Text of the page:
UK Shelter Forum 23

The 23rd UK Shelter Forum will be on the 23rd of November in London, co-hosted by Arup and ShelterBox.

The theme of the forum will be:

Relief to Recovery – What’s New.

How is the “modern emergency” changing? From the emergency stage right through to development, what is different – from how governments deal with NGOs, cash and new financial models, and increasing urbanisation how can we develop shelter options that are sustainable in the long term?

Agenda & submissions

The detailed agenda will be posted here in due course. At least half the day will be allocated strictly to sessions and short presentations relevant to the theme. There will opportunities for general announcements and short (5 or 10 minute) presentations.

If you wish to submit a proposal for a session, announcement, or short presentation, please send it to ukshelterforum2013@gmail.com by Friday 2nd November.

Priority will be given to submissions in line with the theme. Submissions not in line with the theme, or which are submitted after the deadline, might not be accommodated in the agenda. We will not be able to confirm if submissions have been accepted until after Friday the 2nd November.

UK Shelter Forum 22

The 22nd UK Shelter Forum was on the 8th of June in London, co-hosted by CARE and Habitat for Humanity. We are grateful to Hogan Lovells for providing the venue.

Download the briefing note from UKSF22 here:

The theme of the forum was The Future of Shelter.

Two years after the World Humanitarian Summit, humanitarian reform remains high on the agenda. Multi-purpose cash offers opportunities and challenges to sectoral objectives, the ‘humanitarian-development nexus’ asks questions of who does what in shelter responses, the gaps between humanitarian needs and funding are ever-growing, and conflict and displacement are increasing. How will the shelter sector respond and adapt in the future? Will there be continued incremental change, or major disruption? How much does the shelter sector need to challenge itself to change? UKSF 22 will examine these questions, and what the future holds for the shelter sector and the people it seeks to help.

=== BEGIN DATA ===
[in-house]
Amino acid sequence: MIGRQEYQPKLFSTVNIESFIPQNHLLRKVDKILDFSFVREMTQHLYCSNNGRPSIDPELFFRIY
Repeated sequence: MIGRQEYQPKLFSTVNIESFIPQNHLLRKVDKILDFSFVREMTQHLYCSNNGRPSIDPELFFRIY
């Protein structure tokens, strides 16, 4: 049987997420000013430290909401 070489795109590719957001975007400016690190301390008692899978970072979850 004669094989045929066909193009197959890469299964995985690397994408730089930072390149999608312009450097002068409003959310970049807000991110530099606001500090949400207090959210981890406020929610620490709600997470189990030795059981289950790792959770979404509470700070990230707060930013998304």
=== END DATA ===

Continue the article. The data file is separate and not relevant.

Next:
Agenda & submissions

The agenda was as follows:

There will be side events arranged on the 7th of June, including the Global Shelter Cluster Mid-Year Teleconference at CARE’s offices in Vauxhall.

Publications

These new reports and publications provided food for thought at UKSF22:

Presentations

Updates

1. Shelter Meeting 18 – Tom Corsellis, Shelter Centre
2. Promoting Safer Building – Bill Flinn, CARE International
3. Shelter Projects – Alberto Piccioli, IOM

Keynote address

Change in the humanitarian sector, Christina Bennett, Head of Programme, Humanitarian Policy Group, Overseas Development Institute

Breakout group presentations

A. Measuring success – Victoria Maynard
D. The Grand Bargain: Friend or Foe – Lizzie Babister

Project reports

1. A Safe Night’s Rest – Mike Waugh, NRC
2. Cash for rent – Caroline Dewast, NRC
3. Cash for Weatherproofing Pilot Project – Alisar Bey, Save the Children
4. Case studies of post-disaster relocation in Tacloban – Shaye Palagi, University of Boulder Colorado & Habitat for Humanity

Themed talks

Shelter recovery

A1. Lessons from Typhoon Haiyan – Victoria Maynard on behalf of CARE & Habitat for Humanity
A2. Promoting Safer Building Protocol – David Dalgado, Shelter Cluster PSB Working Group
A3. Assessing knowledge in reconstruction – Eefje Hendriks, Technische Universiteit Eindhoven
A4. Post shelter cluster coordination – Loren Lockwood, HRRP Nepal

Building local capacities

B2. Area based approaches in urban areas – Seki Hirano, CRS
B3. Localisation through faith-based groups – Fiona Kelling

Linking research & practice

C1a. Healthy Housing for the Displaced – Francis Moran, Bath University, part 1
C1b. Healthy Housing for the Displaced – Francis Moran, Bath University, part 2
C2. Shelter research at the University of Edinburgh – Thomas Reynolds, University of Edinburgh
C3. Long Term Impacts of Shelter Programmes – Charles Parrack, Oxford Brookes University

Leaving no-one behind: Is shelter sufficiently inclusive?